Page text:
> mistake, but I decided it would (somehow) be more aesthetic if the
    > macro expanded to an expression with side effects (and useless value)
    > rather than a (compound) statement. The expanded macro has multiple
    > instances of this pattern:
    >
    > yada-yada , (exprA ? exprB : 0), yada-yada


    I guess the obvious question is why use a macro at all? This looks like
    an obfuscated code competition entry!

    --
    Ian Collins
     
    Ian Collins, Apr 11, 2013
    #4
  5. W Karas

    W Karas Guest

    On Wednesday, April 10, 2013 9:07:22 PM UTC-4, Ian Collins wrote:
    > W Karas wrote:
    >
    > > Recently I wrote a macro to set a bit field at an arbitrary location

    >
    > > in an array of some unsigned integral type. (Can't show it because

    >
    > > it's proprietary.) The bit field is specified as a bit offset from

    >
    > > the start of the array, and the number of bits of width. Probably a

    >
    > > mistake, but I decided it would (somehow) be more aesthetic if the

    >
    > > macro expanded to an expression with side effects (and useless value)

    >
    > > rather than a (compound) statement. The expanded macro has multiple

    >
    > > instances of this pattern:

    >
    > >

    >
    > > yada-yada , (exprA ? exprB : 0), yada-yada

    >
    >
    >
    > I guess the obvious question is why use a macro at all? This looks like
    >
    > an obfuscated code competition entry!
    >
    >
    >
    > --
    >
    > Ian Collins


    If performance matters, and most bit field accesses involve a constant offset and width, the macros are superior to functions. They are also configurable to work with address spaces other than primary memory that may use a word size and byte order different from the CPU executing the C code.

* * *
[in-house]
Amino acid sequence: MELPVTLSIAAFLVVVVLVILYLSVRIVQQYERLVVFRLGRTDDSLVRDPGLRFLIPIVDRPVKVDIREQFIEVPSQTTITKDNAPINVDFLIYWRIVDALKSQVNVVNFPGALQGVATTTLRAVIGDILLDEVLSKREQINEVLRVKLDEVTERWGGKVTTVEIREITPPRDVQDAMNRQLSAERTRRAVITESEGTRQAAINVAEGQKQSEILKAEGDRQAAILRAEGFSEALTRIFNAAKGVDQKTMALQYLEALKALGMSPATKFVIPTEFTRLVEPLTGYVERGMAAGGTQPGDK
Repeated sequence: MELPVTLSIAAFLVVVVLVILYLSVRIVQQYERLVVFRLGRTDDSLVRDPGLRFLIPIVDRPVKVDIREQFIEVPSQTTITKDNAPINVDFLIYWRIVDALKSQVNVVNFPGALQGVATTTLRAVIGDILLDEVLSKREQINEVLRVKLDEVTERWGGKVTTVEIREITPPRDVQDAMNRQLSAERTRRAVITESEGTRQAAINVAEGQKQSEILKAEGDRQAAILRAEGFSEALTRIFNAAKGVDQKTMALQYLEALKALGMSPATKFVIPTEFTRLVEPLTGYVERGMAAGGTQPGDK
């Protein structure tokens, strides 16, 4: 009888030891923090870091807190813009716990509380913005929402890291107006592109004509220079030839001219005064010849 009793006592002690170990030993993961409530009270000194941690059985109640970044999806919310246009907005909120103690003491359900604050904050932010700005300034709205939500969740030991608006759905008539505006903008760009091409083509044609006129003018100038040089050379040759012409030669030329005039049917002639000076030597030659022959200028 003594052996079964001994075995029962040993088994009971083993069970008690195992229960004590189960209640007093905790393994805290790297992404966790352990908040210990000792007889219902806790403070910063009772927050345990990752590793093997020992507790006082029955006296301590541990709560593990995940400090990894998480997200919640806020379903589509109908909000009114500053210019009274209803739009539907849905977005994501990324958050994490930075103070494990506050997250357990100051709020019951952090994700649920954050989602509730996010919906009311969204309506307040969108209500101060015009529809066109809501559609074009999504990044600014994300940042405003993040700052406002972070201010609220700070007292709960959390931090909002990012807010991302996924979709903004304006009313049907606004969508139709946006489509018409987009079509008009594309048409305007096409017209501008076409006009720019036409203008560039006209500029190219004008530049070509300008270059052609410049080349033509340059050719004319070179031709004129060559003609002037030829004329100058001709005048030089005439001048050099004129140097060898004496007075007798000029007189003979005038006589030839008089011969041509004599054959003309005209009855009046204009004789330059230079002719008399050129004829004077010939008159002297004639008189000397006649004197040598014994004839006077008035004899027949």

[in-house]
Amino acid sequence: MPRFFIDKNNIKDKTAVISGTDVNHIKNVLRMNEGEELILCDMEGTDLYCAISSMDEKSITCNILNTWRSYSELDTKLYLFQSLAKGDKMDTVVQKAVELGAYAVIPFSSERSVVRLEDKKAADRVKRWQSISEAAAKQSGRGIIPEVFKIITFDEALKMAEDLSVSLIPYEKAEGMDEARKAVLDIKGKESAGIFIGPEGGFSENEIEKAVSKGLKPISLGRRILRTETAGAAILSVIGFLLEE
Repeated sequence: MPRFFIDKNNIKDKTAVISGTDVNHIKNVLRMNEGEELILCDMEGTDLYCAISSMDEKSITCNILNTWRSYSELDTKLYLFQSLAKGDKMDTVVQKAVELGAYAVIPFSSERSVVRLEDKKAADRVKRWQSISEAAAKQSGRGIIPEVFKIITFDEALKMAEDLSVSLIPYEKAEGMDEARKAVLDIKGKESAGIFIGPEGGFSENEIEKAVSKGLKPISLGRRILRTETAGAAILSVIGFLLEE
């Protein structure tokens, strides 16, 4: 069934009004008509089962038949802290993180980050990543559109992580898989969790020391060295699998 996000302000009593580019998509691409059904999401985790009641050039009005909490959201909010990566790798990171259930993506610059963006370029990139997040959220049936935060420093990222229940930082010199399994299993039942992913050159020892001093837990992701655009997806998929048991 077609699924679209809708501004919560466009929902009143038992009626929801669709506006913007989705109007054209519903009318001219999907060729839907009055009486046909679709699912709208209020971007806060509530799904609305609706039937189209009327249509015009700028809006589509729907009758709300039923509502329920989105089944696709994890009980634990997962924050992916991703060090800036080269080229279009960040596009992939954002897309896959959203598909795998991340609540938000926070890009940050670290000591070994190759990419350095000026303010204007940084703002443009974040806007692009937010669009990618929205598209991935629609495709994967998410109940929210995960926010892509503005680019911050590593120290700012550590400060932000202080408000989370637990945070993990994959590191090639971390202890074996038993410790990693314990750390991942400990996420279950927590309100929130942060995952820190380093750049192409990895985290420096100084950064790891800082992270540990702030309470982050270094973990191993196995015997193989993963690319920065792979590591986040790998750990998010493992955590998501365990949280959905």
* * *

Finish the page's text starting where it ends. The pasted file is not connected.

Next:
W Karas, Apr 11, 2013
    #5
  6. W Karas

    James Kuyper Guest

    On 04/10/2013 09:48 PM, W Karas wrote:
    ....
    > If performance matters, and most bit field accesses involve a constant offset and width, the macros are superior to functions. They are also configurable to work with address spaces other than primary memory that may use a word size and byte order different from the CPU executing the C code.


    A decent compiler can often give an inline function the same performance
    benefit as a macro, and the function is often far easier to write.
    --
    James Kuyper
     
    James Kuyper, Apr 11, 2013
    #6
  7. W Karas

    Ian Collins Guest

    W Karas wrote:
    > On Wednesday, April 10, 2013 9:07:22 PM UTC-4, Ian Collins wrote:
    >> W Karas wrote:
    >>
    >>> The expanded macro has multiple instances of this pattern: